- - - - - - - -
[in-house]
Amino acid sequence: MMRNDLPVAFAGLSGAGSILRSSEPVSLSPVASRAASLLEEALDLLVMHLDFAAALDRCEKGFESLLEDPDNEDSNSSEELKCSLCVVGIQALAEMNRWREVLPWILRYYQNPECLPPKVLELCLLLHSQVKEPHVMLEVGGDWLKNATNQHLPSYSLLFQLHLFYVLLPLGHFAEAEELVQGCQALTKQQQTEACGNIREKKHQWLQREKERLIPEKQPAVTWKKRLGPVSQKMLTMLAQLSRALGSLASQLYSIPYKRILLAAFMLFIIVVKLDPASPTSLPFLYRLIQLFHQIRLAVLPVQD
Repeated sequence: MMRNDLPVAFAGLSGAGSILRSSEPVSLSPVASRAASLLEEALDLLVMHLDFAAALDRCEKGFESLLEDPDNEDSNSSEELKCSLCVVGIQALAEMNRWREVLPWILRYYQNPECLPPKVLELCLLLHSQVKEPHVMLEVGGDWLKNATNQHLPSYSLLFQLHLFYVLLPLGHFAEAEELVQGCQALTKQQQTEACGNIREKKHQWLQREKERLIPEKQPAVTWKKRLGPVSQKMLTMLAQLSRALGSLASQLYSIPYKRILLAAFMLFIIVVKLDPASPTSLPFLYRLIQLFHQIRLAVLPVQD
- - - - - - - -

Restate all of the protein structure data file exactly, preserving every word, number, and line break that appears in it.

[in-house]
Amino acid sequence: MMRNDLPVAFAGLSGAGSILRSSEPVSLSPVASRAASLLEEALDLLVMHLDFAAALDRCEKGFESLLEDPDNEDSNSSEELKCSLCVVGIQALAEMNRWREVLPWILRYYQNPECLPPKVLELCLLLHSQVKEPHVMLEVGGDWLKNATNQHLPSYSLLFQLHLFYVLLPLGHFAEAEELVQGCQALTKQQQTEACGNIREKKHQWLQREKERLIPEKQPAVTWKKRLGPVSQKMLTMLAQLSRALGSLASQLYSIPYKRILLAAFMLFIIVVKLDPASPTSLPFLYRLIQLFHQIRLAVLPVQD
Repeated sequence: MMRNDLPVAFAGLSGAGSILRSSEPVSLSPVASRAASLLEEALDLLVMHLDFAAALDRCEKGFESLLEDPDNEDSNSSEELKCSLCVVGIQALAEMNRWREVLPWILRYYQNPECLPPKVLELCLLLHSQVKEPHVMLEVGGDWLKNATNQHLPSYSLLFQLHLFYVLLPLGHFAEAEELVQGCQALTKQQQTEACGNIREKKHQWLQREKERLIPEKQPAVTWKKRLGPVSQKMLTMLAQLSRALGSLASQLYSIPYKRILLAAFMLFIIVVKLDPASPTSLPFLYRLIQLFHQIRLAVLPVQD